Velodyne Lidar Sees a Bright Future As It Goes Public 

 October 1, 2020

By  Newsfeed

US-based Velodyne Lidar went public this week on September 29, 2020. The company combined with Graf Industrial Corp., a subsidiary of a publicly traded special purpose acquisition company (a.k.a. SPAC) prior to the announcement of the IPO. The company is trading on NASDAQ with the ticker VLDR.

The company was founded in 2007 and develops a range of 3D imaging sensors specifically for object detection and guidance for all types of autonomous vehicles. The company has expanded its product line to include 3D real-time perception systems used in a variety of commercial applications including autonomous vehicles, vehicle safety systems, 3D mobile mapping, 3D aerial mapping, and security.

image of the three velodyne products: Velarray, Ultrapuck, HDL64 S3

Image of three of the Velodyne products: Velarray, Ultrapuck, HDL64 S3 (image courtesy of Velodyne)

In addition to serving the automotive market, Velodyne is delivering lidar for new markets including smart city with smart intersections, security, mobile 3D mapping, industrial and factory robotics, smart agriculture, sidewalk delivery, drone/unmanned aerial vehicles (UAV) and more. There is a growing demand in these new markets as they ramp up business and expand. Velodyne’s lidar solutions are being utilized on a global scale by a highly diversified customer base.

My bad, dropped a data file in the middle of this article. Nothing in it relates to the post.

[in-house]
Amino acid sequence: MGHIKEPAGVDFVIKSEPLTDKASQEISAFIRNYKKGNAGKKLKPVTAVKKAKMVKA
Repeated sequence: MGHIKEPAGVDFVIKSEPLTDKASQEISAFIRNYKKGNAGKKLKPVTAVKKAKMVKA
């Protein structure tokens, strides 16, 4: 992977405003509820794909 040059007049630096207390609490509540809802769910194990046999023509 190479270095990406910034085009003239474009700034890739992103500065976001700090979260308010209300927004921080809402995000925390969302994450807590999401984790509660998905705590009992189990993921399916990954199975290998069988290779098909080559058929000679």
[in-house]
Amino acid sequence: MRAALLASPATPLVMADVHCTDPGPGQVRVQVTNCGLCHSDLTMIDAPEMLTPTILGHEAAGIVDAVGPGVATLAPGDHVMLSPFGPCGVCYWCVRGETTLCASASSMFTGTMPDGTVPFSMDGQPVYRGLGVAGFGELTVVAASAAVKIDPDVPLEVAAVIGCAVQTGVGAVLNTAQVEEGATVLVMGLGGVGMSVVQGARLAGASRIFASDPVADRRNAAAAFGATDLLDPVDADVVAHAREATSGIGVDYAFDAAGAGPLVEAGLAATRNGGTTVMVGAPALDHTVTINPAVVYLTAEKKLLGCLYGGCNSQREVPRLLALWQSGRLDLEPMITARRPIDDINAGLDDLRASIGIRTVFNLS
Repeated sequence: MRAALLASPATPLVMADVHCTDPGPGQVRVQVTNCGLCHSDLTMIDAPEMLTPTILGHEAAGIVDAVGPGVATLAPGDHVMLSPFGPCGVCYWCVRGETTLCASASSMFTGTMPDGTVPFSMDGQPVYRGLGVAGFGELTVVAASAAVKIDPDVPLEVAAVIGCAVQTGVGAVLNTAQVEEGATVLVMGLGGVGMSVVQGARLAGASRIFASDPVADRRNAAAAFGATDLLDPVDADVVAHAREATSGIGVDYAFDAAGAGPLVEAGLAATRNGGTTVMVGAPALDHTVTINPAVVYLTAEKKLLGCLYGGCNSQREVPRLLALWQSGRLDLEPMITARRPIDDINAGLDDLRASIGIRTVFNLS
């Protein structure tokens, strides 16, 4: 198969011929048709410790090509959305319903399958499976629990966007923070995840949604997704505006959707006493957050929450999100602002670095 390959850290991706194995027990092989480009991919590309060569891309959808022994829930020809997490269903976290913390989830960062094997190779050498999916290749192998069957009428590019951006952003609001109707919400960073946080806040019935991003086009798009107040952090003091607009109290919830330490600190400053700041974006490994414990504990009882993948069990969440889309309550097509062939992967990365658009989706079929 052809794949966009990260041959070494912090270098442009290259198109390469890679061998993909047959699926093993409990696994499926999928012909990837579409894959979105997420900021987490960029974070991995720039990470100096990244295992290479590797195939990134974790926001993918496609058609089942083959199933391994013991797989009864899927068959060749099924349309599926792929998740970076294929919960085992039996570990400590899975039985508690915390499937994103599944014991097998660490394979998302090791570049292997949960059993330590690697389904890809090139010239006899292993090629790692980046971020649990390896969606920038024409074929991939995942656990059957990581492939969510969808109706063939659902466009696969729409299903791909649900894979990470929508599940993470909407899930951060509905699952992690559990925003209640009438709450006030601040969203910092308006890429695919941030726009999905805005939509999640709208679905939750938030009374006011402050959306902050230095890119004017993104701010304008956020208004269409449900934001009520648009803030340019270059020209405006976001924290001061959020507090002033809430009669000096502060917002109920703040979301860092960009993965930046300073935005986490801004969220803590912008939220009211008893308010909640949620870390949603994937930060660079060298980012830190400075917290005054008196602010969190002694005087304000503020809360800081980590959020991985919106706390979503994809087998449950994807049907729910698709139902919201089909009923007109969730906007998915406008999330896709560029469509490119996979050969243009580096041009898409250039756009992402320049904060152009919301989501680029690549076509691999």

A Bright Future In Autonomous Mobile Robotics

We see Velodyne as a promising vendor for lidar technology in the future. While this is not a recommendation to invest (you'll need to make that decision on your own), we do believe that companies like Velodyne are creating the necessary innovation and components that make autonomous mobile robotics (AMR) possible. Every AMR uses either lidar and/or a 3D vision camera for guidance and/or obstacle detection.

Velodyne is one of several companies who are developing solid state lidar components. Current mechanical lider (spinning mirror + laser) devices can be expensive. Solid state lidar promises to be less expensive and more robust. As lidar component providers find additional applications for their sensors in adjacent markets such as autonomous vehicles, they have the opportunity for large volumes which drive down unit costs for all users. It is this cost curve advantage that many AMR vendors are hoping for in the coming years.

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